Exploring Camp Chase Cemetery

(Timelines Magazine) When visiting Columbus, Ohio, recently, and telling a friend there my destination, I was met with an incredulous stare and an immediate question: “You mean there’s a Confederate cemetery in Columbus?” “Oh, yes,” I replied, “and that’s where I’m headed.” It is perhaps a best-kept secret that not far from the downtown of this Ohio capitol city, there is a Confederate cemetery with the remains of more than 2,200 soldiers and civilians. Columbus was the site of a Union Civil War prison, Camp Chase, which during its operation saw more than 25,000 Confederate soldiers and sympathizers pass through its gates.

ORIGIN

Camp Chase, named for former Ohio Governor Salmon Chase who served as Lincoln’s Treasury Secretary, was originally established in May 1861 as a training camp for Ohio Union volunteers, as well as a muster and parole camp, replacing the smaller Camp Jackson. By June 1861, prisoners were being held – not just soldiers initially, but also Ohio, Kentucky, and western Virginia (now West Virginia) civilians suspected of secession sympathies, including judges, mayors, newspaper editors, sheriffs, court clerks, and legislators.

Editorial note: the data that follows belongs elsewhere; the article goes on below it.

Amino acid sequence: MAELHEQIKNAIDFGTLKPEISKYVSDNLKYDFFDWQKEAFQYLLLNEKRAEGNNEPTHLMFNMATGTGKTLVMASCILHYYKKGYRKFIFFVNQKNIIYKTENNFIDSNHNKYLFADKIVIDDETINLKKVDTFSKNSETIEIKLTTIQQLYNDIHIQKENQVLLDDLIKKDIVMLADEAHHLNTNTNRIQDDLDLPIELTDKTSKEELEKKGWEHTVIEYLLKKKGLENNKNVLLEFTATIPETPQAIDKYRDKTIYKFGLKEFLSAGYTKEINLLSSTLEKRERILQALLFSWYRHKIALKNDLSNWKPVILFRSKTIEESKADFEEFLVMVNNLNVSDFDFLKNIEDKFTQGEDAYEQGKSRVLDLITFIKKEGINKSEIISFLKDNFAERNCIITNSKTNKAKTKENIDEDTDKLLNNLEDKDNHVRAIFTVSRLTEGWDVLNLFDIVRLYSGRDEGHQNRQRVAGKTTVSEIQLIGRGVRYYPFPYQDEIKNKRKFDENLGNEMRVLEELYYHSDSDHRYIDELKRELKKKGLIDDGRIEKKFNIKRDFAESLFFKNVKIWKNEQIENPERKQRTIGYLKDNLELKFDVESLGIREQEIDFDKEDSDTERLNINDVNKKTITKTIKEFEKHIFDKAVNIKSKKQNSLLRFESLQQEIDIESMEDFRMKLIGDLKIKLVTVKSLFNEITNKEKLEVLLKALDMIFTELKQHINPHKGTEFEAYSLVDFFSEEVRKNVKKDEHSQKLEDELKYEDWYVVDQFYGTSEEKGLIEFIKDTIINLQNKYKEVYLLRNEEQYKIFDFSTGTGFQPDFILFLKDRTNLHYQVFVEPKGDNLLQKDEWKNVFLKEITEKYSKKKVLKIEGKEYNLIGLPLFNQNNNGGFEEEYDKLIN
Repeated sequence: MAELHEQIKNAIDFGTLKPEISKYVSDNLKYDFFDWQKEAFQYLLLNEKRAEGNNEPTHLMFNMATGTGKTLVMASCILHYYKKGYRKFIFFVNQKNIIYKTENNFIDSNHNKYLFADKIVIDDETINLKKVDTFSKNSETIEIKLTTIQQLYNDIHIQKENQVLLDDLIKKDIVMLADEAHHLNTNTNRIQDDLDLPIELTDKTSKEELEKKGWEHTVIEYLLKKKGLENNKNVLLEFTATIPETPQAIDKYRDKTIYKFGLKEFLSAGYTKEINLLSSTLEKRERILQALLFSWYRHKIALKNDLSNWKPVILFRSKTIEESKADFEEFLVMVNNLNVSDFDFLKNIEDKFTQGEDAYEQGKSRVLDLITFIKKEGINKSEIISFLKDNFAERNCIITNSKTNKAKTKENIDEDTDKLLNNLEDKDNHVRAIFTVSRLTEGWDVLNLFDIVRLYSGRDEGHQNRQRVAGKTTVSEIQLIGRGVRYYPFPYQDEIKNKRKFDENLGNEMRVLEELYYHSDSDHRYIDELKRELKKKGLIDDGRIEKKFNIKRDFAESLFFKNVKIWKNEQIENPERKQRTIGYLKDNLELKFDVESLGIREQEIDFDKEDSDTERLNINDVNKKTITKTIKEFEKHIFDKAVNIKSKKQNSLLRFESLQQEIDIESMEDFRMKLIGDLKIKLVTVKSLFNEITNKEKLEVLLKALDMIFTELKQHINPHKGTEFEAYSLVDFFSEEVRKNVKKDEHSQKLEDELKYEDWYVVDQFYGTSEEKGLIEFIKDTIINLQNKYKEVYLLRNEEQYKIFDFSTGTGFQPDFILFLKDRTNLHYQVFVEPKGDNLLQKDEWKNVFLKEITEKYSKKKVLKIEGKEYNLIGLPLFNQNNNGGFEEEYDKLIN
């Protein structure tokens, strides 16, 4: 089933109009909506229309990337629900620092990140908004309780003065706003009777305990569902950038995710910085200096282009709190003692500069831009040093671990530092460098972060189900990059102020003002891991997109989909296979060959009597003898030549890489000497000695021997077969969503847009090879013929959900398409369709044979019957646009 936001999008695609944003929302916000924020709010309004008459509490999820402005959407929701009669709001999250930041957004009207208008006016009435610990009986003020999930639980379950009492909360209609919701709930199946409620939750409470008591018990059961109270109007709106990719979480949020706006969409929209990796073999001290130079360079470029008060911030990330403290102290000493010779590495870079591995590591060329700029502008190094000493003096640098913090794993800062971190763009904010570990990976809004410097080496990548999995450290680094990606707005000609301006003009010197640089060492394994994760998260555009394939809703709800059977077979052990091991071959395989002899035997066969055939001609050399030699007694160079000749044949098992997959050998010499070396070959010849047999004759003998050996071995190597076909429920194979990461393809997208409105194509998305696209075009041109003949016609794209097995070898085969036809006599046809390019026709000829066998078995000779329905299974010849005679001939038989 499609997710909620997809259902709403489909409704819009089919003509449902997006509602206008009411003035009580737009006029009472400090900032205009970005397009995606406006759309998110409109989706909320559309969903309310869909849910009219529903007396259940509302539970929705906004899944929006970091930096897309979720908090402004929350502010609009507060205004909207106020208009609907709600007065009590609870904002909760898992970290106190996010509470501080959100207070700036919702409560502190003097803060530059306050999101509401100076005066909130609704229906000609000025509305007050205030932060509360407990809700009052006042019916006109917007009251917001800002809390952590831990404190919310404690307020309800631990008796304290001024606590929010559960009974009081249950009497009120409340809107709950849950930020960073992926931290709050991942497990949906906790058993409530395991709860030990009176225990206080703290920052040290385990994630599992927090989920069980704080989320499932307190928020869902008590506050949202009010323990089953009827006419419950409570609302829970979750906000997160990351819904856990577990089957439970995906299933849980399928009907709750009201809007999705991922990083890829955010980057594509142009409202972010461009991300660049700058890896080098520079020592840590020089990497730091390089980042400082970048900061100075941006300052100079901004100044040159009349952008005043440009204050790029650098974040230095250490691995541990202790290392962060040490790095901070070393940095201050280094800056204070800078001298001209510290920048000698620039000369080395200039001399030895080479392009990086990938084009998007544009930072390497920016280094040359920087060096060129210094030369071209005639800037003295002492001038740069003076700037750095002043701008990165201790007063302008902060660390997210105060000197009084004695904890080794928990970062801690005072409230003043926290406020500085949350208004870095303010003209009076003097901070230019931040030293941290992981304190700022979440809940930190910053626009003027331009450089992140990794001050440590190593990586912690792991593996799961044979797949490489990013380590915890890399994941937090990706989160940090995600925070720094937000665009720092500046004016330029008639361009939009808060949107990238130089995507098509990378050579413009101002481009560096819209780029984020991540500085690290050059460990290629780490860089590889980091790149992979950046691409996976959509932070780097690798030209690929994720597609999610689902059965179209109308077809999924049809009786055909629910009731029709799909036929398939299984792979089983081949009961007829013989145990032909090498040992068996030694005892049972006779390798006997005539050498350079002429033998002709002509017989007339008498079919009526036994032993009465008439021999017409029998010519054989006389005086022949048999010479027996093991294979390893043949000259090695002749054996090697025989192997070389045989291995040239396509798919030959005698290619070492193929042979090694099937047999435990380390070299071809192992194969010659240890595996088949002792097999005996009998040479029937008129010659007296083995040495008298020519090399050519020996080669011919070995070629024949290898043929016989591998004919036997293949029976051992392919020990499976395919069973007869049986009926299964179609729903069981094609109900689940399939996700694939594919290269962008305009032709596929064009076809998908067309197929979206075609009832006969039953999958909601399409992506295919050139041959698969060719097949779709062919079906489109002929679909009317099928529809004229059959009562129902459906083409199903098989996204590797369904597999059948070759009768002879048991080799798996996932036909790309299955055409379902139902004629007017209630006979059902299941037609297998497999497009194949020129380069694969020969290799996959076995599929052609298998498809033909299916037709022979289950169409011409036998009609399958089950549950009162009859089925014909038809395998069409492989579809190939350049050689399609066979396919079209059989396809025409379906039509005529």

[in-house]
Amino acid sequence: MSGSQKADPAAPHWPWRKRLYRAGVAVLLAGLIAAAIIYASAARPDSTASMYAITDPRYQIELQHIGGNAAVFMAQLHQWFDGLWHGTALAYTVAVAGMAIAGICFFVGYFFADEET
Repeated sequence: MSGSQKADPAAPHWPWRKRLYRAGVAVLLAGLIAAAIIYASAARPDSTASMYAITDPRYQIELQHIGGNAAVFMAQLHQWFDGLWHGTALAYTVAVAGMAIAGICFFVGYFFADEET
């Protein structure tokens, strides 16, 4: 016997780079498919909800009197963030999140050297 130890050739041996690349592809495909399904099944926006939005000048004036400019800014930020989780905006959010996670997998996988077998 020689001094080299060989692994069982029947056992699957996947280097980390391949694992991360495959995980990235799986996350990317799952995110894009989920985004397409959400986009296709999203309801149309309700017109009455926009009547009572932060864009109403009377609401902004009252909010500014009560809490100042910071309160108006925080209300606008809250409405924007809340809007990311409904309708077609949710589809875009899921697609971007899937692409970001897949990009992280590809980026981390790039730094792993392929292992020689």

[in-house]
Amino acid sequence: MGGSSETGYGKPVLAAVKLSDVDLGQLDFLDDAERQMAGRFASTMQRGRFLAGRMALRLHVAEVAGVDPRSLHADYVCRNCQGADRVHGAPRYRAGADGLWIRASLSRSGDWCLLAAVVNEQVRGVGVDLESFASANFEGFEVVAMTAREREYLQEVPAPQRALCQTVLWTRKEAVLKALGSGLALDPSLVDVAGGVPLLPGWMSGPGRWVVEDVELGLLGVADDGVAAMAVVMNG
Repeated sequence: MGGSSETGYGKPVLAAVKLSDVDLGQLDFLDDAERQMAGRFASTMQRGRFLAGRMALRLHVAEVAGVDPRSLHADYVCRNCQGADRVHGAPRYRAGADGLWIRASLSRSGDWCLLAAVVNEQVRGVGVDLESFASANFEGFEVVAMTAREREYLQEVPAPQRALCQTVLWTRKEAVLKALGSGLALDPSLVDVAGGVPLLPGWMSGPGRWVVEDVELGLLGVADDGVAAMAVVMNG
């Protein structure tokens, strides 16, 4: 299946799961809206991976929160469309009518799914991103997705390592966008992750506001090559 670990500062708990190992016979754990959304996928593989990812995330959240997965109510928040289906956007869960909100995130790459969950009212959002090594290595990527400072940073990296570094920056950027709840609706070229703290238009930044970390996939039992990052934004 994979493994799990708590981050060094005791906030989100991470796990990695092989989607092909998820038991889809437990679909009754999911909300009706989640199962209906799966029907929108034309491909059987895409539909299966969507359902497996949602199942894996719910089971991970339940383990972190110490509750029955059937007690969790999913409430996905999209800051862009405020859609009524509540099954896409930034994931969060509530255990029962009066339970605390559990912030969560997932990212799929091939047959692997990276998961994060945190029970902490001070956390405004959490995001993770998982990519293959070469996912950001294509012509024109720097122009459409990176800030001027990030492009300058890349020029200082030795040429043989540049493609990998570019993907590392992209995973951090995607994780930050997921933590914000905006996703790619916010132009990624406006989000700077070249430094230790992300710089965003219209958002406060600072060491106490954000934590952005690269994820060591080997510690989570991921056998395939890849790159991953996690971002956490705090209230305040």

By February 1862 its purpose expanded further when 800 Confederate prisoners arrived along with some 75 African Americans.

This prison thus housed enlisted men, officers, and political prisoners (whose graves are marked “civilian”). Captured soldiers from western campaigns made up the largest group of prisoners, …

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